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World - Africa

Navigating Kenya's roads becomes a perilous journey

Though driving schools are a lucrative business in Kenya, the country has one of the highest rates of road accidents in the world  

In this story:

No mass transit system

Stretches of road flooded for two years


October 6, 1999
Web posted at: 11:46 p.m. EDT (0346 GMT)

NAIROBI, Kenya (CNN) -- Thousands of Kenyans flock to enroll in more than 200 licensed driving schools in Kenya, fueling a growing and lucrative business in training motorists to navigate the nation's dangerous roadways.

Yet less than 500,000 Kenyans actually possess driver's licenses. And those who do often fail to follow the rules.

"There are so many accidents because after they go through the driving school, they don't follow what they are told," said Hesmael Keya, of Rocky Driving School.

Kenya has one of the highest incidents of road accidents in the world -- reflecting an alarming increase in traffic- related deaths all across Africa. Many officials blame a growing number of rundown used cars imported from Europe and Japan, as well as poorly trained drivers, corrupt police and deteriorating roads and bridges for the problem.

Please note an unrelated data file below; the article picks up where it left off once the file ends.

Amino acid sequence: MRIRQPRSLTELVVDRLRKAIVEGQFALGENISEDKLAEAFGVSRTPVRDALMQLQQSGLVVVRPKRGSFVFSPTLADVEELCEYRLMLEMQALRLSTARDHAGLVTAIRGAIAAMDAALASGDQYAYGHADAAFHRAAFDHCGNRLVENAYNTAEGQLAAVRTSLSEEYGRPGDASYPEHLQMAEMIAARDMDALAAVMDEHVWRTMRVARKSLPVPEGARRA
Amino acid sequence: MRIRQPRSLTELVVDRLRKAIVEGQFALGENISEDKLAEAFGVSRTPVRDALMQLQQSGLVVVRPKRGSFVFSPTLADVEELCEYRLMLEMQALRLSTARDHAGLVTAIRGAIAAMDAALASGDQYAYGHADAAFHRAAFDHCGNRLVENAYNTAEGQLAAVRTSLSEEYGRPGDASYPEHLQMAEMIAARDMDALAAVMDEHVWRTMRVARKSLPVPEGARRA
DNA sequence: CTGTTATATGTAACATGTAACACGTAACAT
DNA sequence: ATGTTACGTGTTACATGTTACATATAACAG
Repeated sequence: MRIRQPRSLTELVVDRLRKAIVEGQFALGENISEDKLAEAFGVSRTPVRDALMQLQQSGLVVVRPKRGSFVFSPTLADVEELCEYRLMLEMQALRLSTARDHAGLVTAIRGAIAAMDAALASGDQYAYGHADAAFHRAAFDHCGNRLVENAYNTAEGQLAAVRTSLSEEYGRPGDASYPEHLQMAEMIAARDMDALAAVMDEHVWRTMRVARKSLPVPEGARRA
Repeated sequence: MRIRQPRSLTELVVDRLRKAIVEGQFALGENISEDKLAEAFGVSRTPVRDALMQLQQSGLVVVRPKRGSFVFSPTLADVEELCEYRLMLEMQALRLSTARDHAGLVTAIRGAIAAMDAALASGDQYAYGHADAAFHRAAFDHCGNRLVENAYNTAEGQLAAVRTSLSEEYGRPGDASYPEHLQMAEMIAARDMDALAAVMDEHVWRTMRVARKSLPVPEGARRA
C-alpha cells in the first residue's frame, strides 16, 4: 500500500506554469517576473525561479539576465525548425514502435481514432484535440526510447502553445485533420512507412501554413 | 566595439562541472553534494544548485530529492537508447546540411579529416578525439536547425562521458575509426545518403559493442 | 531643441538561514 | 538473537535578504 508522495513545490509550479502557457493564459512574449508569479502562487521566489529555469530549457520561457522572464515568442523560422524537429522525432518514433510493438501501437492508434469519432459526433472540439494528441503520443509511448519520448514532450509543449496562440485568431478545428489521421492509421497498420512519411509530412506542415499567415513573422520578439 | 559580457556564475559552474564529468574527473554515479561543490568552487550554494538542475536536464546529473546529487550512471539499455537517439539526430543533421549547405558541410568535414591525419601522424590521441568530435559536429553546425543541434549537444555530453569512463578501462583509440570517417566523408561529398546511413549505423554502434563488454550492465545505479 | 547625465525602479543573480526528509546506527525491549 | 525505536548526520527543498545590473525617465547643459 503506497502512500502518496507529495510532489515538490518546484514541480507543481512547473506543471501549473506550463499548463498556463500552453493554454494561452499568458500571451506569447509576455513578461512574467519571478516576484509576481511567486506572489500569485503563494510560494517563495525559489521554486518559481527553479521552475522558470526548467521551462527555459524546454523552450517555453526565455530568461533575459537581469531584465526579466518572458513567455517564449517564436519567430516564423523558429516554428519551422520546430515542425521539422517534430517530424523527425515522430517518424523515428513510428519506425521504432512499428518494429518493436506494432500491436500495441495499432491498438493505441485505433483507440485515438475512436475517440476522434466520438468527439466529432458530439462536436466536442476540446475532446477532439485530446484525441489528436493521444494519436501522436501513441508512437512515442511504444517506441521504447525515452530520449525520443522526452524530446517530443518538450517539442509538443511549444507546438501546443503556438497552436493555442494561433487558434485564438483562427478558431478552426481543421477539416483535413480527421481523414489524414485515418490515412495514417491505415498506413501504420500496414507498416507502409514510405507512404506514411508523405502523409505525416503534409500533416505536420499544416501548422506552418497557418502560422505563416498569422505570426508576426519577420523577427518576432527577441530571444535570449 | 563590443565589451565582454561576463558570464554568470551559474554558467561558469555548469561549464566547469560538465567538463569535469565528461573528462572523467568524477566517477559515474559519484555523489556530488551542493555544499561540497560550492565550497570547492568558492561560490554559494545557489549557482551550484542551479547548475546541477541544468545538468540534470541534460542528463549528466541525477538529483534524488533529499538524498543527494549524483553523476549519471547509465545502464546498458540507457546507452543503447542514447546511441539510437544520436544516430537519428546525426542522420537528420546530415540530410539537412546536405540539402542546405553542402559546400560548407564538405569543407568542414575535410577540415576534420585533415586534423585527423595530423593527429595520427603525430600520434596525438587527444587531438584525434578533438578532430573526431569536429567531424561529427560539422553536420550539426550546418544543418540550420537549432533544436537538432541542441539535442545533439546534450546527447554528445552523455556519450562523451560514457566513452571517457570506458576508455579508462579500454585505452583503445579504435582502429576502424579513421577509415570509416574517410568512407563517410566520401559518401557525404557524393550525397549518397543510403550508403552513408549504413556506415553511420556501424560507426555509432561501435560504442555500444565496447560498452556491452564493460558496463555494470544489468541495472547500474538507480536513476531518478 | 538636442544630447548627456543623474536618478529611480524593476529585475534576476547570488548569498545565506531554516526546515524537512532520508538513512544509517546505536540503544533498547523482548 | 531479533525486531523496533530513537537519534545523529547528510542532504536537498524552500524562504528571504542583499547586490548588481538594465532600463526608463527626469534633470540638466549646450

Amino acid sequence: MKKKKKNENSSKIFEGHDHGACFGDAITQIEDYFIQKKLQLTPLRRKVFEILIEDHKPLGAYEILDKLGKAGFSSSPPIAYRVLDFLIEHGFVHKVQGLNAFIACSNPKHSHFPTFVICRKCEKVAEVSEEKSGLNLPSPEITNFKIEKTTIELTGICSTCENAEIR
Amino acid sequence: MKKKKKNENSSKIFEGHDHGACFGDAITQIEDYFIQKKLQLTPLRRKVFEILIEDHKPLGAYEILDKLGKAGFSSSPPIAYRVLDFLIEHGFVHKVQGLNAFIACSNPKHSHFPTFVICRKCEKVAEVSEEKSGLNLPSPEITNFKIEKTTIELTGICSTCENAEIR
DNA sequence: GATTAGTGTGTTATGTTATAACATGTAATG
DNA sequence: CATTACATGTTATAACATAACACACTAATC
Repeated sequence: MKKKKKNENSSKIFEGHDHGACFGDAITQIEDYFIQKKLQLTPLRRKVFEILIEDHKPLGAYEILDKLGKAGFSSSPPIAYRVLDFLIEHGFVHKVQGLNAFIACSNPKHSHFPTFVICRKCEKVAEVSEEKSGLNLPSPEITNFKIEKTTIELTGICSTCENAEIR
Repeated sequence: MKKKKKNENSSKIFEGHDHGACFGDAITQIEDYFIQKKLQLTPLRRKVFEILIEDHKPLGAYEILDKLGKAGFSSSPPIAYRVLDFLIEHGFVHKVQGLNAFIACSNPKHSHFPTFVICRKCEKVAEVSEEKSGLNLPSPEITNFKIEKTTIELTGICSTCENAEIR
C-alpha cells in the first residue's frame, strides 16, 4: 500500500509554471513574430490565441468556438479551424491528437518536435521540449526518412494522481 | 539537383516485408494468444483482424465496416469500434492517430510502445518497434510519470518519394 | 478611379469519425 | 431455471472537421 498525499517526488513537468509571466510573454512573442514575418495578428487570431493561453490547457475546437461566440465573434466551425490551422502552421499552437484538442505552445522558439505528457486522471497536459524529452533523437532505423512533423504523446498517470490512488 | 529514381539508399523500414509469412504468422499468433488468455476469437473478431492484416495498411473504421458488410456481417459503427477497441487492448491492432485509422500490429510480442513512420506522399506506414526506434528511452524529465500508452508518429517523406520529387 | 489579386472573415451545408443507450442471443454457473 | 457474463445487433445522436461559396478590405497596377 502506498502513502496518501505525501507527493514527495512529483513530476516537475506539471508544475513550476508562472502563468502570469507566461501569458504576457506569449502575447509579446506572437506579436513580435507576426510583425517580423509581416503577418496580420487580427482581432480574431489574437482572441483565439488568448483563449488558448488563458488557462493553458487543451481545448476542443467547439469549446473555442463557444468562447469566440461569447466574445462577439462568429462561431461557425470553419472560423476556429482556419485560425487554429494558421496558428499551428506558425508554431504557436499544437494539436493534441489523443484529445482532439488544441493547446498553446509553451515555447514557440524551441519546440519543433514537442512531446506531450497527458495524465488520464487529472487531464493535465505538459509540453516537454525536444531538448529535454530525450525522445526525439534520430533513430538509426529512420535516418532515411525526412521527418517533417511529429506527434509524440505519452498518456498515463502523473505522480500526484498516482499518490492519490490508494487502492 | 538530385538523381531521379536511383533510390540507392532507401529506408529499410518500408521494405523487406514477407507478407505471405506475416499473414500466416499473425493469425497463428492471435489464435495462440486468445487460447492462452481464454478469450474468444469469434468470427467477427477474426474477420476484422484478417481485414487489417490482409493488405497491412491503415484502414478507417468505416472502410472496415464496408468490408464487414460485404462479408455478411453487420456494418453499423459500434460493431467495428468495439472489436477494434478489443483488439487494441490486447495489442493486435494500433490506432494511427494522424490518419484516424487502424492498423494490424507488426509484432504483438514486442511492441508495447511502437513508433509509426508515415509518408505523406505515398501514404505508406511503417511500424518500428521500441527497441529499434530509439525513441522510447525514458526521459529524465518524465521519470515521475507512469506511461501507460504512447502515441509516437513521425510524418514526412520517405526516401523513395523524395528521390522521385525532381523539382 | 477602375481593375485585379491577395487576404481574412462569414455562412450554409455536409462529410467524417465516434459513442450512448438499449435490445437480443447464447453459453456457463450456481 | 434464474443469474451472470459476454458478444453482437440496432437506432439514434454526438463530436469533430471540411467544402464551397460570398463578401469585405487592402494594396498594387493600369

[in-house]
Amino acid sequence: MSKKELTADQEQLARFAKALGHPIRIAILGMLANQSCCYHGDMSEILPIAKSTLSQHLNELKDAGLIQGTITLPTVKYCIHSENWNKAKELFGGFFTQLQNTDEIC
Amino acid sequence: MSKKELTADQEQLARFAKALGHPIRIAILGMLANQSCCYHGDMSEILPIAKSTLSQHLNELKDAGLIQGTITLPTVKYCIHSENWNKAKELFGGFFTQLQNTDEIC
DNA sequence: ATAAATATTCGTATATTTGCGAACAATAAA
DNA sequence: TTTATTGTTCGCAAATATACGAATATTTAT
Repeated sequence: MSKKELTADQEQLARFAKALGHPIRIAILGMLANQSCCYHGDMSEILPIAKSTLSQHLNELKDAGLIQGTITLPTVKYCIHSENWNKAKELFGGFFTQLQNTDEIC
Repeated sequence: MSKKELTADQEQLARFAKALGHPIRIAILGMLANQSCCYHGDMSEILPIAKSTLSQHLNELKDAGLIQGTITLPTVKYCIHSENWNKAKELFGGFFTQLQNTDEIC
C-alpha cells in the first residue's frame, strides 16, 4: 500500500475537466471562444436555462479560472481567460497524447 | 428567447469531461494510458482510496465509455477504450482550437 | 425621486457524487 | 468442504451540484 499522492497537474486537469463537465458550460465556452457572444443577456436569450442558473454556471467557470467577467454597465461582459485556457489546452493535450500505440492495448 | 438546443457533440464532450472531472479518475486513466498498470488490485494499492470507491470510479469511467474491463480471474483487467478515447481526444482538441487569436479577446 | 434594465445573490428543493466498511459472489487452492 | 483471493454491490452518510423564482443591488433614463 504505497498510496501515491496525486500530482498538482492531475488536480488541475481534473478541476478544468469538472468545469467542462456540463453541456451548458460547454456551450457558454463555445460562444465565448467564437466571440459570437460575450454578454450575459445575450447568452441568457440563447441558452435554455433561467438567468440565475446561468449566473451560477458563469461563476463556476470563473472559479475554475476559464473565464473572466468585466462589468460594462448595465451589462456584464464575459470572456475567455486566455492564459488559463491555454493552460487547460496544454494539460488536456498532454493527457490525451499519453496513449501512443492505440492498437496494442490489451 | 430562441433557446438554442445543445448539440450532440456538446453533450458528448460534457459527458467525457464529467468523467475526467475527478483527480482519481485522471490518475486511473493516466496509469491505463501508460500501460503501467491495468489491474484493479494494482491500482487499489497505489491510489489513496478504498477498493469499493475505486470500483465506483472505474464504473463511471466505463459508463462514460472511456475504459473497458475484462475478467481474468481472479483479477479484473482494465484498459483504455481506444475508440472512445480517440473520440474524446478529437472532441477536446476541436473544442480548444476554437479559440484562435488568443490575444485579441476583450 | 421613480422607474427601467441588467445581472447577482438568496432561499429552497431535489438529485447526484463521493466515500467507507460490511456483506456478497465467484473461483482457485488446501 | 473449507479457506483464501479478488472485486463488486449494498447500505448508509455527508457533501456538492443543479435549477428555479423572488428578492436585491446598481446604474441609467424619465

No mass transit system

In Kenya, the lack of a functioning public bus system compounds the situation. With no license and no mass transit system, the majority of Kenyans must ride to work in cramped, privately owned minivans called "matatus."

However, these matatus boast a poor safety record. According to highway medics, at least 1,500 people die in matatu accidents each year -- more than five times the number who died in last year's bombing of the U.S. Embassy in Nairobi.

"So that tells you something about it," said Liz Staveley, of St. John's Ambulance service. "There was a world outcry when we had the bomb blast, but nothing happens because of the carnage on the roads."

Stretches of road flooded for two years

The government has been slow to make the roads safer. Parts of highways flooded by El Nino rains two years ago remain washed out. And getting out of a traffic violation is often as simple as passing out a few Kenyan shillings.

Kenya's Automobile Association says that the nation can expect the road fatality numbers to rise until the government enforces traffic laws and better regulates driving schools for the growing number of drivers.

"I think we're in an upward trend ... in the absence of a well-formulated road safety program," said the Kenya Automobile Association's David Njoroge.

Reporter Alphonso Van Marsh contributed to this report

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